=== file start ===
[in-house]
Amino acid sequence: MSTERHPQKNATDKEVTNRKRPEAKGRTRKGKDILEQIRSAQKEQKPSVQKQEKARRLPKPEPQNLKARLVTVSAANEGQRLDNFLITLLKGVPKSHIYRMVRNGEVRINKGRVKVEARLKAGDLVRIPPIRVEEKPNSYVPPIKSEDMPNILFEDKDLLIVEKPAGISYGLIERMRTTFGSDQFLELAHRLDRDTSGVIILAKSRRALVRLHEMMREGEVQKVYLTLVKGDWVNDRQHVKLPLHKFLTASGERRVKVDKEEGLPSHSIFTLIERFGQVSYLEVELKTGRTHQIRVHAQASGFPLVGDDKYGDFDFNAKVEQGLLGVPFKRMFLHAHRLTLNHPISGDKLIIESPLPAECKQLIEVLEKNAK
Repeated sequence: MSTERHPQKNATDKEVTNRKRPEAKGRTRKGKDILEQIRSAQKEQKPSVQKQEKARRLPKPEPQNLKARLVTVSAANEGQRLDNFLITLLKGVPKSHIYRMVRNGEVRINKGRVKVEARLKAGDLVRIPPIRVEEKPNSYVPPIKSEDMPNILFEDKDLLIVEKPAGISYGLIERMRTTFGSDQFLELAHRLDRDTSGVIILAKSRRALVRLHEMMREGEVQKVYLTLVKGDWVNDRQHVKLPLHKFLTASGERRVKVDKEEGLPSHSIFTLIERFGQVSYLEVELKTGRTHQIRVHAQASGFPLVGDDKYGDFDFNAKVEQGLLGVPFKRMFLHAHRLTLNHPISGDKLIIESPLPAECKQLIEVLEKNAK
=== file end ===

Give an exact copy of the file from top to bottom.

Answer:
[in-house]
Amino acid sequence: MSTERHPQKNATDKEVTNRKRPEAKGRTRKGKDILEQIRSAQKEQKPSVQKQEKARRLPKPEPQNLKARLVTVSAANEGQRLDNFLITLLKGVPKSHIYRMVRNGEVRINKGRVKVEARLKAGDLVRIPPIRVEEKPNSYVPPIKSEDMPNILFEDKDLLIVEKPAGISYGLIERMRTTFGSDQFLELAHRLDRDTSGVIILAKSRRALVRLHEMMREGEVQKVYLTLVKGDWVNDRQHVKLPLHKFLTASGERRVKVDKEEGLPSHSIFTLIERFGQVSYLEVELKTGRTHQIRVHAQASGFPLVGDDKYGDFDFNAKVEQGLLGVPFKRMFLHAHRLTLNHPISGDKLIIESPLPAECKQLIEVLEKNAK
Repeated sequence: MSTERHPQKNATDKEVTNRKRPEAKGRTRKGKDILEQIRSAQKEQKPSVQKQEKARRLPKPEPQNLKARLVTVSAANEGQRLDNFLITLLKGVPKSHIYRMVRNGEVRINKGRVKVEARLKAGDLVRIPPIRVEEKPNSYVPPIKSEDMPNILFEDKDLLIVEKPAGISYGLIERMRTTFGSDQFLELAHRLDRDTSGVIILAKSRRALVRLHEMMREGEVQKVYLTLVKGDWVNDRQHVKLPLHKFLTASGERRVKVDKEEGLPSHSIFTLIERFGQVSYLEVELKTGRTHQIRVHAQASGFPLVGDDKYGDFDFNAKVEQGLLGVPFKRMFLHAHRLTLNHPISGDKLIIESPLPAECKQLIEVLEKNAK